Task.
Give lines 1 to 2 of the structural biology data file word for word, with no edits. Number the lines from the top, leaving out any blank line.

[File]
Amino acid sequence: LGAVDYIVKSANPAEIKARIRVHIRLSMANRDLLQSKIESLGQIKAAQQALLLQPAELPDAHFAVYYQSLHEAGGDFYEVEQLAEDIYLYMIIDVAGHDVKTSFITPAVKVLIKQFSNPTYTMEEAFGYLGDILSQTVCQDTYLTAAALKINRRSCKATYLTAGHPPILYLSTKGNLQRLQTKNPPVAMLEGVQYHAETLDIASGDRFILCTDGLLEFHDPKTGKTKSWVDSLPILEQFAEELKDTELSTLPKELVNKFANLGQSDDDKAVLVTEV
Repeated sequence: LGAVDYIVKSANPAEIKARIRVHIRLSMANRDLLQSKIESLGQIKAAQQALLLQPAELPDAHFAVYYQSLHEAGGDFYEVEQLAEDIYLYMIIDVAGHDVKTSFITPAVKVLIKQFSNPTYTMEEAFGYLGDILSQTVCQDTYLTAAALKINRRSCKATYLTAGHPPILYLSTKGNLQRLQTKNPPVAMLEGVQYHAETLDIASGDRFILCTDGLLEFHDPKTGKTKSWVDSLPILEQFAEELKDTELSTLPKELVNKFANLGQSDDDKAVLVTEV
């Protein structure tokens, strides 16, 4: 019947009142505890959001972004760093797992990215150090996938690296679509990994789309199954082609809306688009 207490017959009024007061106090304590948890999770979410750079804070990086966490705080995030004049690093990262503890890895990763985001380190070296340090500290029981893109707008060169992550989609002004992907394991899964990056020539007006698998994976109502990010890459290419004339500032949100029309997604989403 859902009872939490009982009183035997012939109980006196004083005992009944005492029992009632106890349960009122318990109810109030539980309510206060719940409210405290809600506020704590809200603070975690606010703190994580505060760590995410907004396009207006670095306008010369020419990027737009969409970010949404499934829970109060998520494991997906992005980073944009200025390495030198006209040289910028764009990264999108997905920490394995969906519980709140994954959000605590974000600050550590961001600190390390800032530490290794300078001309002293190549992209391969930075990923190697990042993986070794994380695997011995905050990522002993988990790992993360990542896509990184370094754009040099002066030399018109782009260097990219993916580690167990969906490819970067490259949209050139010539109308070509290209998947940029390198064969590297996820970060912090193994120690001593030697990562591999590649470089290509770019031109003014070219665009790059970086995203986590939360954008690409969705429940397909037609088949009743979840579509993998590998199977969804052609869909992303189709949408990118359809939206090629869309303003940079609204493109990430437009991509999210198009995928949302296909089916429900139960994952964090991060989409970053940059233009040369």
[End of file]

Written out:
Amino acid sequence: LGAVDYIVKSANPAEIKARIRVHIRLSMANRDLLQSKIESLGQIKAAQQALLLQPAELPDAHFAVYYQSLHEAGGDFYEVEQLAEDIYLYMIIDVAGHDVKTSFITPAVKVLIKQFSNPTYTMEEAFGYLGDILSQTVCQDTYLTAAALKINRRSCKATYLTAGHPPILYLSTKGNLQRLQTKNPPVAMLEGVQYHAETLDIASGDRFILCTDGLLEFHDPKTGKTKSWVDSLPILEQFAEELKDTELSTLPKELVNKFANLGQSDDDKAVLVTEV
Repeated sequence: LGAVDYIVKSANPAEIKARIRVHIRLSMANRDLLQSKIESLGQIKAAQQALLLQPAELPDAHFAVYYQSLHEAGGDFYEVEQLAEDIYLYMIIDVAGHDVKTSFITPAVKVLIKQFSNPTYTMEEAFGYLGDILSQTVCQDTYLTAAALKINRRSCKATYLTAGHPPILYLSTKGNLQRLQTKNPPVAMLEGVQYHAETLDIASGDRFILCTDGLLEFHDPKTGKTKSWVDSLPILEQFAEELKDTELSTLPKELVNKFANLGQSDDDKAVLVTEV